Classic Movies | STAR WARS (1977)

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My appreciation for the Star Wars franchise as a whole may be diminishing as I’m growing older and realizing the franchise’s flaws, but there is one entry whose followups’ mistakes haven’t ruined its magic for its forty-year place in pop culture: the one that was once straight up called Star Wars.

Sure, Star Wars is a special effects revolution whose psychological audience reaction was visualized by the ending of Raiders of the Lost Ark (probably), but if that’s all it were, it would have gone the way of James Cameron’s Avatar. What Star Wars really is is a thematically universal fairy tale with a relatable protagonist and a clear distinction between good and evil. Sure, Han Solo’s “heroism” isn’t as clear-cut as Luke’s, Leia’s, and Obi-Wan’s, but he’s given a redemptive arc. Why Star Wars still works so well is the sense of wonder it conveys by introducing us to the far, far away galaxy through Luke Skywalker’s eyes, and C-3P0’s and R2-D2’s before his.

It’s not dramatically perfect (it is George Lucas writing and directing, after all). I mean, come on, Luke’s still sulking about somebody close’s death while Princess Leia seems to have completely shaken off her entire home world getting blown up in front of her eyes? Obi-Wan seems more troubled by the destruction, and he doesn’t even watch it happen!

Nonetheless, while The Empire Strikes Back may be widely regarded as the best of the trilogy, and it is great (if there’s one thing I’m still a sucker for, it’s lightsaber fights, and Empire has the best one ever, especially compared to the one we get here), it needs a Return of the Jedi that’s better than what we got. Star Wars is, and always will be, the definitive Star Wars movie, the one that ignited our imaginations and introduced both a new potential for filmmaking and John Williams’s most legendary musical score. A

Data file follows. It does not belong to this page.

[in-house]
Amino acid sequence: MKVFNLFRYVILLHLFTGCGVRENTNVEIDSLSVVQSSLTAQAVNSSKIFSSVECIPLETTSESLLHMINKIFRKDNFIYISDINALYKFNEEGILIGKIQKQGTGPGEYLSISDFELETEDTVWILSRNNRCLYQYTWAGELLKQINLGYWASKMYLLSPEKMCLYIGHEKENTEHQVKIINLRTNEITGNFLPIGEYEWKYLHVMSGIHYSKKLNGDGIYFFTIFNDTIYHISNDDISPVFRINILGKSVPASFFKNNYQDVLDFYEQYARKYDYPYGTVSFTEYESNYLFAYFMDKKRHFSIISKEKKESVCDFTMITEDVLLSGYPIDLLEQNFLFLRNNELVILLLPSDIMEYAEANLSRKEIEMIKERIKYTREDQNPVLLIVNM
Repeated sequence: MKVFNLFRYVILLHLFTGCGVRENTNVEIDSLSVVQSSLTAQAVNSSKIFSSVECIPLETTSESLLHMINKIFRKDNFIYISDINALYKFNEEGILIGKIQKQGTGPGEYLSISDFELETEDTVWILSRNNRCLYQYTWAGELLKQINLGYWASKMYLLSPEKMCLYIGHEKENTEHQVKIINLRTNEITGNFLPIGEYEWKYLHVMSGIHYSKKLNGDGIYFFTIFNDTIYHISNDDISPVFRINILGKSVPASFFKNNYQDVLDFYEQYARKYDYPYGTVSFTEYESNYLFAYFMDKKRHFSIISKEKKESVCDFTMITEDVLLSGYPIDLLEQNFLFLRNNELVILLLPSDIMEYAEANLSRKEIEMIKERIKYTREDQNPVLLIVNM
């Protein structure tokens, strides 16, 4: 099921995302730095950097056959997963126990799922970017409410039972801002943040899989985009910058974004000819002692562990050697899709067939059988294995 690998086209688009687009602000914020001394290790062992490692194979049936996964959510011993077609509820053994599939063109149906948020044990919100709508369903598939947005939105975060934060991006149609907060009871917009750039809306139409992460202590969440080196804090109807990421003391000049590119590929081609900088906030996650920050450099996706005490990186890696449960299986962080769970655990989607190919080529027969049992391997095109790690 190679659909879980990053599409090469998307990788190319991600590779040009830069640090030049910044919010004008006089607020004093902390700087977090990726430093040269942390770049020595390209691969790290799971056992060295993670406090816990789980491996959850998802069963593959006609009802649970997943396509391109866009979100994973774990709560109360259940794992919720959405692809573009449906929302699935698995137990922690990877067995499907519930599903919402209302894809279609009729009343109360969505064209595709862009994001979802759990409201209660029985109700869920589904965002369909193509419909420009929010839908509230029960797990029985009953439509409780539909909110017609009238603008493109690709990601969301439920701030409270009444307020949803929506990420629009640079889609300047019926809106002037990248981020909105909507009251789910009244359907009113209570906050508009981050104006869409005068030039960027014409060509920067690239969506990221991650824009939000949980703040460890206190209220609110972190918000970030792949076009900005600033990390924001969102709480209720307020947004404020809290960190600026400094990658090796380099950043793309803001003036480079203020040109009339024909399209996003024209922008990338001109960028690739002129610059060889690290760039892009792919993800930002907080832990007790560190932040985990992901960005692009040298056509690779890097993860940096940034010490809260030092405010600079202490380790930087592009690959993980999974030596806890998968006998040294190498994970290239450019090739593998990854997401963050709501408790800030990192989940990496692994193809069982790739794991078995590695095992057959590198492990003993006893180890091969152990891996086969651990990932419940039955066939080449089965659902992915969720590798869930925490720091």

Classic Movies | WALL·E (2008)

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There may be Pixar movies more iconic than WALL·E, such as Toy Story, and there may be Pixar movies more emotional and thought-provoking than WALL·E, such as Inside Out, but WALL·E is as bold as the boldest of Hollywood’s most ambitious animation studio.

The entire first act in of itself is a bold decision, not only for its deliberate pacing but also for its almost purely visual storytelling. Watching the character of WALL·E is like watching a modern parallel to Charlie Chaplin’s Little Tramp. The way the filmmakers are able to get us into the head of, and instantly fall in love with, a garbage crusher with binocular eyes and tank treads blows me away. The robot aspect of the story explores the universal desire for love; the human aspect of the story also touches upon this, but it’s more interested in satirizing our over-reliance on technology and what that could turn us into.

WALL·E isn’t only an animated masterpiece; it’s a science-fiction masterpiece, one I appreciate far more than the 2001: A Space Odyssey it blatantly homages at times, and my affinity for both good sci-fi and silent filmmaking—silent filmmaking that, if accomplished correctly, can evoke emotion without making a sound, which WALL·E essentially can—are probably why I favor it above any other Pixar movie. A+

My response to Catholic Skywalker’s response to me